April 2011 | How-To | Ten Tips

Reducing Ocean Freight Costs

Tags: Ocean

The best way to maximize ocean freight purchasing efficiencies is effective planning. Get a clear understanding of your shipments’ scope, frequency, and quantity, then cement relationships with carriers to better plan your containers, advises Mark Malambri, senior vice president, global ocean products for Houston-based CEVA Logistics. Malambri offers the following tips to help shippers reduce costs and increase efficiencies when purchasing ocean freight services.

1. Minimize less-than-containerload (LCL) and 20-foot container use. Costs decrease drastically when you use larger equipment.

2. Consolidate LCL freight to full 40-foot and high-cube containers. When multiple shippers send freight to the same destination, combining the shipments can create savings.

3. Bypass U.S. distribution centers (DCs) and ship directly to stores. When buying from several vendors in Asia, for example, don’t ship the containers to a U.S. distribution center to be stored as inventory until orders are picked and packed. Avoid warehousing and DC costs by consolidating shipments in Asia with other shippers and delivering directly to retail outlets.

4. Transload operations to inland U.S. destinations. Once shipments arrive in the United States, send them to a transload facility to be repacked and loaded on trucks for delivery to inland destinations. This helps reduce costs and expedite shipments.

5. Forecast to the volumes by lane for your carrier base. Forecasting starts at a high level, usually annually, but should be fine-tuned to a monthly or weekly forecast so carriers can update their allocation models. Providing lane and equipment information helps carriers align on a finite level and builds your credibility and reliability.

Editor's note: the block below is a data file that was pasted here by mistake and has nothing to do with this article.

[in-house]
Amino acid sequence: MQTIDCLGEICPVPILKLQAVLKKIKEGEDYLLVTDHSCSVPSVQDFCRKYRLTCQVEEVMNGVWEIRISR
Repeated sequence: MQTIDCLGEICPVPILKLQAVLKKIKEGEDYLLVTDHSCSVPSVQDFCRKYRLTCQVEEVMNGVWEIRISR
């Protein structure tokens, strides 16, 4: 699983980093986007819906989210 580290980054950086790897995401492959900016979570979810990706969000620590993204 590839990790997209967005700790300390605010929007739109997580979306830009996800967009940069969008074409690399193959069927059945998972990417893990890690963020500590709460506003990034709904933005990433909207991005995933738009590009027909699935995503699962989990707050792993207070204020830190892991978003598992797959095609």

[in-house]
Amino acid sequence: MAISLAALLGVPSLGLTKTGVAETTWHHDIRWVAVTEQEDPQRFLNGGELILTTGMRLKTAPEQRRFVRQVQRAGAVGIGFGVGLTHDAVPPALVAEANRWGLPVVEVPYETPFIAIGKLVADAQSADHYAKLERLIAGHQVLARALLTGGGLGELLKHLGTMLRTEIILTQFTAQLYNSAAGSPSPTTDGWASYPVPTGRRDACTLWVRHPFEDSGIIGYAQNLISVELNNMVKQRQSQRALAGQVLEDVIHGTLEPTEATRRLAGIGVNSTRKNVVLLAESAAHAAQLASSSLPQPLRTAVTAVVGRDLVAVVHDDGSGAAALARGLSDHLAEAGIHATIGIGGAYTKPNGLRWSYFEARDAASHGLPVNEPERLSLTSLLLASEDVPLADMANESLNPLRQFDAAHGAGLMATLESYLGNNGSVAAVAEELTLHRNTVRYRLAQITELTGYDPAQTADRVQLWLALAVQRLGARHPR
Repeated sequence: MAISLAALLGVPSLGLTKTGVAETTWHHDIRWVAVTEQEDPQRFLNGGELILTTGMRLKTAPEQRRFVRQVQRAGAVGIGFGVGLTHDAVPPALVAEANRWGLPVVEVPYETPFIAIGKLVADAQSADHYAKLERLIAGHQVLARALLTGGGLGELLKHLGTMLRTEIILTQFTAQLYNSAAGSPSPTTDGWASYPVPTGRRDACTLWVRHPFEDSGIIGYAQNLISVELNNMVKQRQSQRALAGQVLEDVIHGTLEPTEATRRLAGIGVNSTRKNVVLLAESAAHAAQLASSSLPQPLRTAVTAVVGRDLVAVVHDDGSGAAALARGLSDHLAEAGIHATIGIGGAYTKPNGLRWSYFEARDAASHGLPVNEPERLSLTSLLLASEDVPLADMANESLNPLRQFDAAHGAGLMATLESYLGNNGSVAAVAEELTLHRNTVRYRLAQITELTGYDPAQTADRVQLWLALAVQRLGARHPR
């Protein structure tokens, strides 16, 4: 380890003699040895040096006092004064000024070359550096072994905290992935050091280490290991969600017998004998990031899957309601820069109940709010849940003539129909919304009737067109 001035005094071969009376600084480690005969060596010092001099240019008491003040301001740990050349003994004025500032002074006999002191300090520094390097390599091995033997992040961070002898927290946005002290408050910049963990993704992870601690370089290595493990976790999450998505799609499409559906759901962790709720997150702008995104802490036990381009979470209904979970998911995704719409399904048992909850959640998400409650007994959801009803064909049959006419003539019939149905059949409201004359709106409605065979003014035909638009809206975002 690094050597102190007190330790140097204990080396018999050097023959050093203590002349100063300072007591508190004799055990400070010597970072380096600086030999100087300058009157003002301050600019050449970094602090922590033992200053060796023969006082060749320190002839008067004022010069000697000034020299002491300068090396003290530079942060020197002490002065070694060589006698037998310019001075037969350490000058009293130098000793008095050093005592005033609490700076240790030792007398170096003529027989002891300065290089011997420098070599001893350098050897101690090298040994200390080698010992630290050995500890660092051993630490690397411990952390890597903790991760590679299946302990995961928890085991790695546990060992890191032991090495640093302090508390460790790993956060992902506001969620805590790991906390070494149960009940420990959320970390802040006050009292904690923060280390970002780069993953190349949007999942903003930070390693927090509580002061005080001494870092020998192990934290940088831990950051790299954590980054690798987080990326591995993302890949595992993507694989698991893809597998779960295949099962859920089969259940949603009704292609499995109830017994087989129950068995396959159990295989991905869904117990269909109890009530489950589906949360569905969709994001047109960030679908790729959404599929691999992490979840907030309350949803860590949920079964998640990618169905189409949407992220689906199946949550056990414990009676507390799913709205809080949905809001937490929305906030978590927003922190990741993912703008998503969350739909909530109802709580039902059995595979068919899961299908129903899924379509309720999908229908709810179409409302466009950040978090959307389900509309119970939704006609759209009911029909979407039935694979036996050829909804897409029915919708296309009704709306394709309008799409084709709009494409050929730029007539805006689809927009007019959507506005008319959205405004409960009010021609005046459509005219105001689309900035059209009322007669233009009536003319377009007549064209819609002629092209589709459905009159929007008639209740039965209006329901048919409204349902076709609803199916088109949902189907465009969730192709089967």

6. Make round-trip opportunities available. Balance is key to maximizing efficiency. Providing inbound and outbound flows from a location allows carriers to make optimal use of equipment. If a carrier has to reposition empty equipment back to its destination, it could lose revenue. Providing round-trip opportunities is a strategic way to increase efficiency.

7. Build strong, long-term relationships with your carrier base. To strengthen your relationships, develop annual commitments, provide forecasting accuracy, and offer volume guarantees and import/export opportunities.

8. Review your carriers. Maintaining good communication pays off. Hold quarterly or semi-annual review meetings with your carriers to discuss performance and market trends.

9. Know the market. Assess current market prices, fuel costs, capacity, and demand. Your company will achieve best pricing by setting reasonable targets. Plenty of data is available to help build your knowledge of how the market is moving.

10. Pay carriers on time according to agreed terms. Fulfilling your carrier commitments influences factors such as pricing and service.